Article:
On the contrary, the scope of Decree-Law No. 24/2014 of 14 February, does not include  several contracts, among which noteworthy are contracts relating to financial services,  contracts of games of chance,  social services contracts,  contracts for care relating to  health services, contracts for services provided within the legal framework of the taking  up and pursuit of the activity of travel and tourism agency and passengers transportation  service contracts  (in the latter case and whenever the contract in question is a distance  contracts, the formal requirements set out in this Decree-Law shall apply).

Main Aspects of the Legal Framework of Decree-Law No. 24/2014,  of 14  February

Information Obligations

Having defined the scope of Decree-Law No. 24/2014, of 14 February, let us now move  on to the main aspects of its legal framework.  In this connection,  it must be said, to  begin with, that this legal framework prohibits certain commercial practices, such as,  tying  (which is making the sale of a good or the provision of a service subject to the  acquisition, by the consumer, of another good or service)  and the supply of goods not  requested by the consumer.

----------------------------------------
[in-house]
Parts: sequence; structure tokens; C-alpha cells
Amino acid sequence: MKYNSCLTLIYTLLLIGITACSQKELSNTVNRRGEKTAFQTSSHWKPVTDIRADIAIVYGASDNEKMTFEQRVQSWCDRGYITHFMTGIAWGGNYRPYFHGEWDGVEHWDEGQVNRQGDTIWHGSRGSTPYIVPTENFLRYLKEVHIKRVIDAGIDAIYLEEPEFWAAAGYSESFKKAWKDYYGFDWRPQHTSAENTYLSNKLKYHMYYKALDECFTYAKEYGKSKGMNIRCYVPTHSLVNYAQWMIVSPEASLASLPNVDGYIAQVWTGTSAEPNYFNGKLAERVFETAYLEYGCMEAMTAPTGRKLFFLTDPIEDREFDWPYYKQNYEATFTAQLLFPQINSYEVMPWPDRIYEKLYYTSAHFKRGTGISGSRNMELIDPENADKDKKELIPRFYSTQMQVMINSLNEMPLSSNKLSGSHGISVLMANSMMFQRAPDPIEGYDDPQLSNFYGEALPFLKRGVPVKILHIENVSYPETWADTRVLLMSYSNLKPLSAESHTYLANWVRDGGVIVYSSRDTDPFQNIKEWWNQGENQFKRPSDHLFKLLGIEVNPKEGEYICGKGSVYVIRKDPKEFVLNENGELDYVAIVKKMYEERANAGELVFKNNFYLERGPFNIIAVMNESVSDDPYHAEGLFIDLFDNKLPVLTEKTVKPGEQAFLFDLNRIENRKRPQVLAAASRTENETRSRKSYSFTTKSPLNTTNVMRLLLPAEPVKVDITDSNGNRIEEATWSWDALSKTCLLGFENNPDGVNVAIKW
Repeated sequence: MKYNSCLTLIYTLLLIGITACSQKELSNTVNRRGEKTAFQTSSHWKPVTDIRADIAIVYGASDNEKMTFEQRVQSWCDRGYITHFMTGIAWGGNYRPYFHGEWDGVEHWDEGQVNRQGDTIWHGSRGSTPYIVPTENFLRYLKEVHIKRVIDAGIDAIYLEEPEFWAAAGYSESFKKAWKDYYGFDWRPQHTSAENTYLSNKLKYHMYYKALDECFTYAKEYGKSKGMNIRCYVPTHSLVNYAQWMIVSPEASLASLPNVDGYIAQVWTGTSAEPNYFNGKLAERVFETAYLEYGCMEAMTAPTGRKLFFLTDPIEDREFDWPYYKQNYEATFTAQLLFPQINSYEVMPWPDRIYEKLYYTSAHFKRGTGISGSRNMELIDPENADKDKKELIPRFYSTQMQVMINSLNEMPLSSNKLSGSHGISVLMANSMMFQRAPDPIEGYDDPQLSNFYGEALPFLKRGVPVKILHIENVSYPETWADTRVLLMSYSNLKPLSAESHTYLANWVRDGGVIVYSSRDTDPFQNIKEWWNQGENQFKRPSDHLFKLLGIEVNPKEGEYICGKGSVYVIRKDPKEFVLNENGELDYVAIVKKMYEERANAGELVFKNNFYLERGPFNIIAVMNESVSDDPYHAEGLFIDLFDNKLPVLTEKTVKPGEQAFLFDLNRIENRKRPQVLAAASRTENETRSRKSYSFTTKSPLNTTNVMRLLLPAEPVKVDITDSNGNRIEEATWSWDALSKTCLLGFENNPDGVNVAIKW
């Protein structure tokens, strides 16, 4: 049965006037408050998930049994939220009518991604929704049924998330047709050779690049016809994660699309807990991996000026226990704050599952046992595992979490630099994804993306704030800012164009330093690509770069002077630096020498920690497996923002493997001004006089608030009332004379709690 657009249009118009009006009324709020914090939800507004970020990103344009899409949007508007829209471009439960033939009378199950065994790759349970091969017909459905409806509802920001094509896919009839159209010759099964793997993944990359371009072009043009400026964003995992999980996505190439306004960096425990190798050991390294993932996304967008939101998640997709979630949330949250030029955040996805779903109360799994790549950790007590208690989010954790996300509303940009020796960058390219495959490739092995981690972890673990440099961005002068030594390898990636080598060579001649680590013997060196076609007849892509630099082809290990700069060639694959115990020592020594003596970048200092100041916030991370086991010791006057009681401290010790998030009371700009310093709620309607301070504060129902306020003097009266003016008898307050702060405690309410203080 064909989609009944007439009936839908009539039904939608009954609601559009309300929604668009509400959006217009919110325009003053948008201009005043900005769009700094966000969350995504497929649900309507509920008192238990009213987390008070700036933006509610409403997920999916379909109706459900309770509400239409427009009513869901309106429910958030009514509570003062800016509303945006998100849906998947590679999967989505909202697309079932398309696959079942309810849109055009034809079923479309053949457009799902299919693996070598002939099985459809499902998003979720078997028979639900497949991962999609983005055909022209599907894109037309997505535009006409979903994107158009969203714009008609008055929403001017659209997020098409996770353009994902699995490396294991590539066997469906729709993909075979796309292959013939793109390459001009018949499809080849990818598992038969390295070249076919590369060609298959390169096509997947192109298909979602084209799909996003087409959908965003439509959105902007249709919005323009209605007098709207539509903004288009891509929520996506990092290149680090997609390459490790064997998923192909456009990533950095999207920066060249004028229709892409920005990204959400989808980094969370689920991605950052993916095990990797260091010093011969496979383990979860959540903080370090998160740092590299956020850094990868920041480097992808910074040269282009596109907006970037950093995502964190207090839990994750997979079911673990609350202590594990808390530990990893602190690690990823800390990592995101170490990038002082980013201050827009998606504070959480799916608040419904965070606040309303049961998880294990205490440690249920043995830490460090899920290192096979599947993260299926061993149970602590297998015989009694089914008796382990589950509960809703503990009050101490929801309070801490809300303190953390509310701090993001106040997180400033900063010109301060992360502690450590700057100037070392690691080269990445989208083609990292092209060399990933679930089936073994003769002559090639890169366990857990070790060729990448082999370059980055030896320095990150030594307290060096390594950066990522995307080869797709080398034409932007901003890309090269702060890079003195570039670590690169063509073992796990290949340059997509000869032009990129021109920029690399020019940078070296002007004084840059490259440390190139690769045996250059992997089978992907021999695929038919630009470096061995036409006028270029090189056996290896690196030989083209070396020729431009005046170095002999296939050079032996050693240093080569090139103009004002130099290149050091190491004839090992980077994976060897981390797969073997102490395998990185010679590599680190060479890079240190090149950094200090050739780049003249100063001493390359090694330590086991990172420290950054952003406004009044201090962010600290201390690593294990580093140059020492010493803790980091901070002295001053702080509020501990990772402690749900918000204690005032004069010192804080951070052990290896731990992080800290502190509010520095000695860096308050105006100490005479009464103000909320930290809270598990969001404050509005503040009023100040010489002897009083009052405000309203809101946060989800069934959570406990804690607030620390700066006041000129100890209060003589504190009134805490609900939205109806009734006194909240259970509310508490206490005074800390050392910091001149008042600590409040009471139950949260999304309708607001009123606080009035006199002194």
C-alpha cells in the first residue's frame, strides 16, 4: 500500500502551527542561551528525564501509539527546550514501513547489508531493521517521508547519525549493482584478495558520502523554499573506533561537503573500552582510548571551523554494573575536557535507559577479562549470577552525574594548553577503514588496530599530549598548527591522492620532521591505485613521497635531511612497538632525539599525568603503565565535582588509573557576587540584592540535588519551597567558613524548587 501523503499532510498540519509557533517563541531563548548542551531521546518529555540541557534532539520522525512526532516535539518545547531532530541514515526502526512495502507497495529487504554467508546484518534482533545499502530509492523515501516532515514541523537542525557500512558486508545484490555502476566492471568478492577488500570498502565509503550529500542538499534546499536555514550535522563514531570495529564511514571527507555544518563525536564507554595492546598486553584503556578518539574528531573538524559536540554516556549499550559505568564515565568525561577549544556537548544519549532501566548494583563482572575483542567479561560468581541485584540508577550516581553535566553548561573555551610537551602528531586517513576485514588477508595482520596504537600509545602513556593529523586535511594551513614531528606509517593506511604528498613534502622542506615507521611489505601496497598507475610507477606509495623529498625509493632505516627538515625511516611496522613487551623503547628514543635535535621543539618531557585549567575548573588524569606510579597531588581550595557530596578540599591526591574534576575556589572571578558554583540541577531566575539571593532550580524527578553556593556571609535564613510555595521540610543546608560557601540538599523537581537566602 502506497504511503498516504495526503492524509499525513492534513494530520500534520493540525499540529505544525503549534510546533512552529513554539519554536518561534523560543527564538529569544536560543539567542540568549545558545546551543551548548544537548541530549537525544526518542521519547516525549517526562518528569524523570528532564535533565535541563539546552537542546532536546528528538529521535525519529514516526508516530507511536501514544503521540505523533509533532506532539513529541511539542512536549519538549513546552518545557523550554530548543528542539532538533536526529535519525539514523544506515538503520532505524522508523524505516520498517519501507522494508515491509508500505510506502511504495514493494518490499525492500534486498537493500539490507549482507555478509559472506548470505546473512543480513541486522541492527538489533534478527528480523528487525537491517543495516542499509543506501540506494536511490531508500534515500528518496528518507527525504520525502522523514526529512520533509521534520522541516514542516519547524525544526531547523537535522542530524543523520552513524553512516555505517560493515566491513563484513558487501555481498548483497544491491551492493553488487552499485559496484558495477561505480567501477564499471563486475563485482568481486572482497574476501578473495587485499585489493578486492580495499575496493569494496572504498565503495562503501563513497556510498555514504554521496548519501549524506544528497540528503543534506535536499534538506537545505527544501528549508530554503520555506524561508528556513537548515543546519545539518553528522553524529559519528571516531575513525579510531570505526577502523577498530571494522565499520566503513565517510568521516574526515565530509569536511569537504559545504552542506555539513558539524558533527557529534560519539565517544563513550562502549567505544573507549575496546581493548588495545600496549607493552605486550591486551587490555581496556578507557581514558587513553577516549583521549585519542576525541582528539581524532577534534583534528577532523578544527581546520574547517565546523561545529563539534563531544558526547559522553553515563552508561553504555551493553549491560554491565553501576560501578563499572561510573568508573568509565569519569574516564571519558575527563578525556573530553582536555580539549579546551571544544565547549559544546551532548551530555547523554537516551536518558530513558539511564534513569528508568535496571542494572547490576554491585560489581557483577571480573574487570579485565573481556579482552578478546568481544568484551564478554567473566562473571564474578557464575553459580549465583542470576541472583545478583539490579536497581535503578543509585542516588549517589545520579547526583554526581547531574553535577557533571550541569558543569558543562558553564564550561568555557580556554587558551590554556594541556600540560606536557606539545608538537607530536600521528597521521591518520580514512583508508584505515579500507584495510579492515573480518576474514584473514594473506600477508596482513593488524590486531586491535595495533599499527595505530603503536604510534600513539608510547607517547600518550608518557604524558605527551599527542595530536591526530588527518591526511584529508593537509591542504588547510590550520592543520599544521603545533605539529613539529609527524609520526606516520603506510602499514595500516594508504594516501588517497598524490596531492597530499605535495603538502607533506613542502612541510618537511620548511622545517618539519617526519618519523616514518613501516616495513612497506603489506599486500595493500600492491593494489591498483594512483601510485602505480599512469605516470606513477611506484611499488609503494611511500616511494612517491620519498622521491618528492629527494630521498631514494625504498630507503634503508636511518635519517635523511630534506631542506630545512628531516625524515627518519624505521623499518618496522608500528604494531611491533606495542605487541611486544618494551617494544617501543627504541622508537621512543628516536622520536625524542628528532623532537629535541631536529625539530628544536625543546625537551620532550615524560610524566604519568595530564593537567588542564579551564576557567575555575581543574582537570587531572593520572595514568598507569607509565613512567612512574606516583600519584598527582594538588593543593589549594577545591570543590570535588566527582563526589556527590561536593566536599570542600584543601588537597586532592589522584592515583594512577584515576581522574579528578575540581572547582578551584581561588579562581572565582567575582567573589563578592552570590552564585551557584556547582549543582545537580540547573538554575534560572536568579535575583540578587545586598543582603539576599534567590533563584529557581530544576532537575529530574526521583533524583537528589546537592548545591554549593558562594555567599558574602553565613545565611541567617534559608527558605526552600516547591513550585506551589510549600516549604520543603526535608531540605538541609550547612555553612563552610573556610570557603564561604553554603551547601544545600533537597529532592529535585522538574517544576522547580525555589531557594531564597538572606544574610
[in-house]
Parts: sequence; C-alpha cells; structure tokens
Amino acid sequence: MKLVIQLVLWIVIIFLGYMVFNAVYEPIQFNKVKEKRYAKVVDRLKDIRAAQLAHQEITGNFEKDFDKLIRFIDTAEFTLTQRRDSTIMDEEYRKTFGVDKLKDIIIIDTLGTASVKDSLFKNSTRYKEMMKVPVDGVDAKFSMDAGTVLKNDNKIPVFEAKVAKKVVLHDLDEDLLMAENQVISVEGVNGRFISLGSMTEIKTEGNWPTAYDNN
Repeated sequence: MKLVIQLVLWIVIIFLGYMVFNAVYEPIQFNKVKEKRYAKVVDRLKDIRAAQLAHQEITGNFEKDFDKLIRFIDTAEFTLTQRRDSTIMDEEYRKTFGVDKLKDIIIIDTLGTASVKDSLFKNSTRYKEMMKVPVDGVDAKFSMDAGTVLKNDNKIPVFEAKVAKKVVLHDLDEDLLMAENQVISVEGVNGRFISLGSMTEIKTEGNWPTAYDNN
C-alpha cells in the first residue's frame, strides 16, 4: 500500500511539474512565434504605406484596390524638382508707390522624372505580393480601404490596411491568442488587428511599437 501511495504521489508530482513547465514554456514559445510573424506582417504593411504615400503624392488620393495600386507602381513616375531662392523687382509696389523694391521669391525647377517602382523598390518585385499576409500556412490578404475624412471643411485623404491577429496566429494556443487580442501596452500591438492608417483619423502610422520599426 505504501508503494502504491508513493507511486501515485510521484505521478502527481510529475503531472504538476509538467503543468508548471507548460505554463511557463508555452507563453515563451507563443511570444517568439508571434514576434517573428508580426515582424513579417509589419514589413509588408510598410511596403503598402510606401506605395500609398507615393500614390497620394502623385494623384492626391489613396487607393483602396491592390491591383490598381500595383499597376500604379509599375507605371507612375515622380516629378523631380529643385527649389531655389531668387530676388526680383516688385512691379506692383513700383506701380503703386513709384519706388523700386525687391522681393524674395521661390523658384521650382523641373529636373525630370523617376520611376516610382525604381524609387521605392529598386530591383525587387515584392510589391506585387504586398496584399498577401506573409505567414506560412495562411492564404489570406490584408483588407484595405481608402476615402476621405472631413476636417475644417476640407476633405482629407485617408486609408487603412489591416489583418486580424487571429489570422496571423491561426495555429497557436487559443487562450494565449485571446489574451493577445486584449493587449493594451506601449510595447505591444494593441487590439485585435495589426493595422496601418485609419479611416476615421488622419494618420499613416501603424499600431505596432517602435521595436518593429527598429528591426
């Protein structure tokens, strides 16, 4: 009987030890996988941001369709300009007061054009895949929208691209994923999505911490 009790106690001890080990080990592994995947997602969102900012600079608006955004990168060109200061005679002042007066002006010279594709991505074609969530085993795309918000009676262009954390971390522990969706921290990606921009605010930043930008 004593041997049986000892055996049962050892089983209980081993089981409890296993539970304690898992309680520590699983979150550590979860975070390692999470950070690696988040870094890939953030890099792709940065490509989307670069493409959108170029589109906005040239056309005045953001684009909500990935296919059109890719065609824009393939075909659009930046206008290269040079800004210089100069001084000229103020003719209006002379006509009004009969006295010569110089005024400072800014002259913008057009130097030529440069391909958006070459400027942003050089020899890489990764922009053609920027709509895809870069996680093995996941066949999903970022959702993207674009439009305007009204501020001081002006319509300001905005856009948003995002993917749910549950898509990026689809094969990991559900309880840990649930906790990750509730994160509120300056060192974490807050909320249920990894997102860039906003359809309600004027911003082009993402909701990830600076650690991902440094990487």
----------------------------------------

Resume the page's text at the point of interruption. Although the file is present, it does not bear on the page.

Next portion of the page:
In addition to the prohibitions referred above, Article 4 of this Decree-Law provides that,  prior to the consumer being bound to a  distance contract or a contract concluded offpremises or by a corresponding proposal, the supplier of goods or provider of services  must provide to the consumer, in a timely manner and in clear and comprehensible form,  various pre-contractual information. The set of information is rather broad, and is listed  in detail in the various paragraphs of number 1 of Article 4 referred above. From among  the pre-contractual information, we highlight, due to its importance, that the new legal  framework establishes that the consumer must be informed, should that the be case, of  the existence of the right to freely terminate the contract, of its term, of the procedure  and of the conditions for the exercise of the right of free termination.  Pursuant to this  legislation, the information concerning the right of free termination is deemed duly given  by the supplier of goods or provider of services, if provided to the consumer in writing.